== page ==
So, as the son says his rehearsed speech, begging for his father’s forgiveness, instead of expressing anger and announcing a punishment, the father expresses surprising grace and total forgiveness toward his son! This is the climax of the parable. I think the point here is about the fact that this son, no matter how bad his behavior had been, was still the father’s son, and therefore, the father still loved his son, and was rejoicing that he was still alive and safe after all this time and not knowing where he was. If told through the mother’s perspective, we would have seen an immediate expression of forgiveness and unconditional love toward the son and active pursuit of the son. I think that this symbolism would be even more accurate as far as God’s grace for us, and how God actively pursues each of us, even when we are still lost or don’t want anything to do with God. God, according to our Reformed theology, does not calmly wait, like the father, for us to to return to God, but God initiates the search and comes looking for us, as God’s lost children. So, the result would be an even more powerful parable of the prodigal son and God’s grace if Luke had told this story including prodigal son’s mother.
The other theme in this rich parable, which really touched me, was what a commentator noted about, the prodigal son’s realization of what had happened to him. This finally occurs, when he hits ‘rock bottom’ and has squandered away all his father’s inheritance and has a job feeding the pigs. I think it is often at the times, when we’ve hit the ‘rock bottom’ or darkest time, that we hear God’s voice speaking to us most poignantly. So, the prodigal son hears God’s voice saying to him, that it truly must not have been God’s purpose for him to be a hired hand feeding pigs and feeling hungry in a strange land. He realizes that this harsh reality is his own chosen path, but it is so different from God’s dream for him. Again, I can’t help but think, like Maya, that the prodigal son would likely not have had to hit quite as hard of a ‘rock bottom’ if the story had been told with the mother. This is because, the mother most likely would have convinced her son to come home if she could have tracked him down, before he reached such a harsh situation. I believe that God’s love is actually more like the mother’s, in that God does God’s best to get us to come to our senses and see God’s purpose and dream for us, before we hit the ‘rock bottoms’ in our lives. But, the question is, “Do we listen and respond to God’s love and grace?”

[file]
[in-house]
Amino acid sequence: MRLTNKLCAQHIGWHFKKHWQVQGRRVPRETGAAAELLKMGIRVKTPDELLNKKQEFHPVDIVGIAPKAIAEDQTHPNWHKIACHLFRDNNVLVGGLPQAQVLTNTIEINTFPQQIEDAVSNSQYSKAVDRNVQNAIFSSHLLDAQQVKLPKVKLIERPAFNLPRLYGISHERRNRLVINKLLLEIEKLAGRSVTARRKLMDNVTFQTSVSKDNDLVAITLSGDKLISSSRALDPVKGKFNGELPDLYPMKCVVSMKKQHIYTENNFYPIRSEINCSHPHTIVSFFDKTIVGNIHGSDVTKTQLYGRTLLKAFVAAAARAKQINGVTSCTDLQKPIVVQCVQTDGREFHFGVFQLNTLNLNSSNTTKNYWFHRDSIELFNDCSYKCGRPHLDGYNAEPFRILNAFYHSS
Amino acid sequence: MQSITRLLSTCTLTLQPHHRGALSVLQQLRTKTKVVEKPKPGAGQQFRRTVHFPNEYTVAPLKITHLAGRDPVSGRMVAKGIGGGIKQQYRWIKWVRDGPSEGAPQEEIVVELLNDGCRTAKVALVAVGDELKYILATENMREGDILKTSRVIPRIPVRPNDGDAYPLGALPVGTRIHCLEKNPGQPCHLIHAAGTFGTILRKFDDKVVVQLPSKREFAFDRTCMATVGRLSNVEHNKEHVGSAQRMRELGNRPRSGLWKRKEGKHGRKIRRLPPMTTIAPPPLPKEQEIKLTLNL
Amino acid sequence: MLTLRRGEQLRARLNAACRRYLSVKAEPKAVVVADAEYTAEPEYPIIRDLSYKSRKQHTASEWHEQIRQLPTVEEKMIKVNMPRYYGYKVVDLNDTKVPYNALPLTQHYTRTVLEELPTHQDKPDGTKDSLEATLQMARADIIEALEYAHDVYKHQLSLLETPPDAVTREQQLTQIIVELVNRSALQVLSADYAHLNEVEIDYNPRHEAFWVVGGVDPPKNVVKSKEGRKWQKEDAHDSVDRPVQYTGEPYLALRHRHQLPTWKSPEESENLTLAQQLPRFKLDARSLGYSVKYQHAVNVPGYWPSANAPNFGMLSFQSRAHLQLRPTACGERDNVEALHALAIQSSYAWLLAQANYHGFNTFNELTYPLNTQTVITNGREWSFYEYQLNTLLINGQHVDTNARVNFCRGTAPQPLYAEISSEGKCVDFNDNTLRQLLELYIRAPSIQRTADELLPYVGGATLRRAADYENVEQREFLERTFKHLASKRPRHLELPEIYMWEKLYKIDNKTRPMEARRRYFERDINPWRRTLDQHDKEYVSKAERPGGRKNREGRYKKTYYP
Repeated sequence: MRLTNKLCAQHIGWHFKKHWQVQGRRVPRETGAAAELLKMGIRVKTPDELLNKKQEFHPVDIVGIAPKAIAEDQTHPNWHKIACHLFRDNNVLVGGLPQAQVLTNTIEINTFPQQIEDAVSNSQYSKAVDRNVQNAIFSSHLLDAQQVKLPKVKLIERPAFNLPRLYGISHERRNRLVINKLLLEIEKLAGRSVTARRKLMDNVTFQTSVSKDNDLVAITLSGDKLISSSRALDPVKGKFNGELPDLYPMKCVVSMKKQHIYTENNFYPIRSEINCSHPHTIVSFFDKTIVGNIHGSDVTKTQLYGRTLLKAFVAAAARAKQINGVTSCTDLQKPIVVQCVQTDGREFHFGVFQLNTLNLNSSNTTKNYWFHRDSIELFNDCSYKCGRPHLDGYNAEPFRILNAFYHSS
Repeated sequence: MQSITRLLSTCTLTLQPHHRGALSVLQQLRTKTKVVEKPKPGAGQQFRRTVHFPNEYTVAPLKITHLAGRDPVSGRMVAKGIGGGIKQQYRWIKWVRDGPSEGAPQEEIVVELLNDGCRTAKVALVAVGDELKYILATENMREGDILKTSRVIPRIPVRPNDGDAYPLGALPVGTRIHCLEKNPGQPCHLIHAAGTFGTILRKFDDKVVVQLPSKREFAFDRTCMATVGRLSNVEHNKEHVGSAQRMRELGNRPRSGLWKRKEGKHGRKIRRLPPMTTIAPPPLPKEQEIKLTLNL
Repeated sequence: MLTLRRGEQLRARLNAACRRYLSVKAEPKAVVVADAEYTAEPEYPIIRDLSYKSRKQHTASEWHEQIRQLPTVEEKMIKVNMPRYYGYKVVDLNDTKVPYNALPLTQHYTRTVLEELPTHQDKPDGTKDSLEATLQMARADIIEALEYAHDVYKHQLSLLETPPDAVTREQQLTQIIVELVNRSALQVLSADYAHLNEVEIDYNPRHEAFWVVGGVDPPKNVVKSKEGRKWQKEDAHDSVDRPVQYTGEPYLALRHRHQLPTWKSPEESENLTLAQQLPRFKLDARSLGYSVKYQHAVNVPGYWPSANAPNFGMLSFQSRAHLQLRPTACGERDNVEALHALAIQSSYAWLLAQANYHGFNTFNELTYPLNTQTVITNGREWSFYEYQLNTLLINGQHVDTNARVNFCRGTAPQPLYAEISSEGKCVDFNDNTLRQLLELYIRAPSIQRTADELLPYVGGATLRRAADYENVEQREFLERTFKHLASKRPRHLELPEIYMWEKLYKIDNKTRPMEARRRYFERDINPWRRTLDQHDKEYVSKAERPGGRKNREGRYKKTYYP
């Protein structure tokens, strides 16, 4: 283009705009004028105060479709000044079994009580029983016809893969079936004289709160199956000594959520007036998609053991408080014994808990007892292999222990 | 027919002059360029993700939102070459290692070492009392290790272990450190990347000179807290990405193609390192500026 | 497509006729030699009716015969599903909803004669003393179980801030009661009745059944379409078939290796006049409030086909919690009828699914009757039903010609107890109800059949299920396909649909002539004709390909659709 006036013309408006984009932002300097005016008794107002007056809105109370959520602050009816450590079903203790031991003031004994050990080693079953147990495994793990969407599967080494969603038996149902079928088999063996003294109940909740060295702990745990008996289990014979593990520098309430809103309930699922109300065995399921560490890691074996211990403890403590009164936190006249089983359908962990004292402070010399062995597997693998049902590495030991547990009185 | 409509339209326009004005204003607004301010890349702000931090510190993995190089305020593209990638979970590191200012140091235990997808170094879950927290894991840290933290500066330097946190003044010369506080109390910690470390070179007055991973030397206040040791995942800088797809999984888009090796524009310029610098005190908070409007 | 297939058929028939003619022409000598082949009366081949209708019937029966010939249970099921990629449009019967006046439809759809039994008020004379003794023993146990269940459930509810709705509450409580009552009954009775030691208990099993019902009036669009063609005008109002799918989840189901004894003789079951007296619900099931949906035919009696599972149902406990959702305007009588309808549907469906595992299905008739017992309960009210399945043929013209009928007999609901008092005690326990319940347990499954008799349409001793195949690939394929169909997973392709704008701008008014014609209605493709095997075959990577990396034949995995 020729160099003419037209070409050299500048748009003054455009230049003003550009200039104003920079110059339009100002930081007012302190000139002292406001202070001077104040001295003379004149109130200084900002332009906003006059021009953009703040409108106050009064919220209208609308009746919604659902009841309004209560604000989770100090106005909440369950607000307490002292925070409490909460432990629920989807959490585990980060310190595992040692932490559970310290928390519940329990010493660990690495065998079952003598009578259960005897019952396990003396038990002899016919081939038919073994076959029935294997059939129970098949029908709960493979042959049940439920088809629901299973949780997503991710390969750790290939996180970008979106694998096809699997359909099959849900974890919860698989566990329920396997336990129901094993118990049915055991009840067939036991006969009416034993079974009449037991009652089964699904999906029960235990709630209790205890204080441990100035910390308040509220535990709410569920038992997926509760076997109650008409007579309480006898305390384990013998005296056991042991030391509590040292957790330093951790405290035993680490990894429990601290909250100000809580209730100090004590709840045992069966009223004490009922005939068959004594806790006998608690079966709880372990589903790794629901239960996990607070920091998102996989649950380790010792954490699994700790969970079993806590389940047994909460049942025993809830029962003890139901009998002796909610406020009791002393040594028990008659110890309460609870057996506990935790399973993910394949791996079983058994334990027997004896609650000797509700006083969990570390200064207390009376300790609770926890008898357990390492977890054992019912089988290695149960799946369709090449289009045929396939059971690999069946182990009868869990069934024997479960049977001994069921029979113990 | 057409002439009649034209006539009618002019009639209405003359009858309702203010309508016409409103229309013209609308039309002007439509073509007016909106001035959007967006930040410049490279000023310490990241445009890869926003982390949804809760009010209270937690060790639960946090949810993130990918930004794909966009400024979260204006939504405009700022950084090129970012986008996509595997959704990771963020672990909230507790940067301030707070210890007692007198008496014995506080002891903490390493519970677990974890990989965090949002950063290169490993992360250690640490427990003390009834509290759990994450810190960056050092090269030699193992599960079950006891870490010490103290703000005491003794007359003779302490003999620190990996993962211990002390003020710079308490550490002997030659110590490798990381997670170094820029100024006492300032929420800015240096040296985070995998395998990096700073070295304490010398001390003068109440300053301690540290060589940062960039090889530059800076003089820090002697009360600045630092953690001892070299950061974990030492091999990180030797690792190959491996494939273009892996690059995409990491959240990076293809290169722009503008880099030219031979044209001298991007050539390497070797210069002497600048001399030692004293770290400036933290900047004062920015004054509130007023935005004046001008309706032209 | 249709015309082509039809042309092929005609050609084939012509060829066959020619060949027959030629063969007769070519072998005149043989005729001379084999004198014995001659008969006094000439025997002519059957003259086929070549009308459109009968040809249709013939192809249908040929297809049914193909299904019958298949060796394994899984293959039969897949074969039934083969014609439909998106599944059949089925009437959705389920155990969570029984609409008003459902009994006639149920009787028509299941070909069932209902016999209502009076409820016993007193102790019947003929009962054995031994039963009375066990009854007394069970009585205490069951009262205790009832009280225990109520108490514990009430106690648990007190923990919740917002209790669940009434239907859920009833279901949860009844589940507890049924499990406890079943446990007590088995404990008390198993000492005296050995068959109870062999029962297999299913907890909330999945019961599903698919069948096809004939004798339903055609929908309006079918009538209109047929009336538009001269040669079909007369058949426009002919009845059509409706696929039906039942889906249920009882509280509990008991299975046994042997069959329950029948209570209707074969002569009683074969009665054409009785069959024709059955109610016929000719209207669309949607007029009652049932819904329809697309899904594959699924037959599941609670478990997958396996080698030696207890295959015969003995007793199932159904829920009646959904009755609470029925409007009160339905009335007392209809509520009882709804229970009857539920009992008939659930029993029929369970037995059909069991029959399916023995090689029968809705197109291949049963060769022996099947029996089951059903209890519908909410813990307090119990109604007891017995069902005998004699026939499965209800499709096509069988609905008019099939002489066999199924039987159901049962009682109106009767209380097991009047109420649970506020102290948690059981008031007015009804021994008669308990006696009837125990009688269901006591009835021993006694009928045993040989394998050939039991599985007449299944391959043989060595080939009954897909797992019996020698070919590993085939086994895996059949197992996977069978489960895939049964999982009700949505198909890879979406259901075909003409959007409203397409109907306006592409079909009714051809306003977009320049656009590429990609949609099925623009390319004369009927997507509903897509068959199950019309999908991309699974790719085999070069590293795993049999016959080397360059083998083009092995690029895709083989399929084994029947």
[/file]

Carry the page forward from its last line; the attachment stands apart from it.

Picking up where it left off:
So, with our fresh perspective on this familiar parable, thanks to perceptive Maya, may we be even more touched by God’s tender grace and unconditional love for us, and respond to that grace. When we do respond, we know that, like the mother of the prodigal son, God will surround us with an abundance of unconditional love and grace and show us God’s purpose and dream for us! Amen.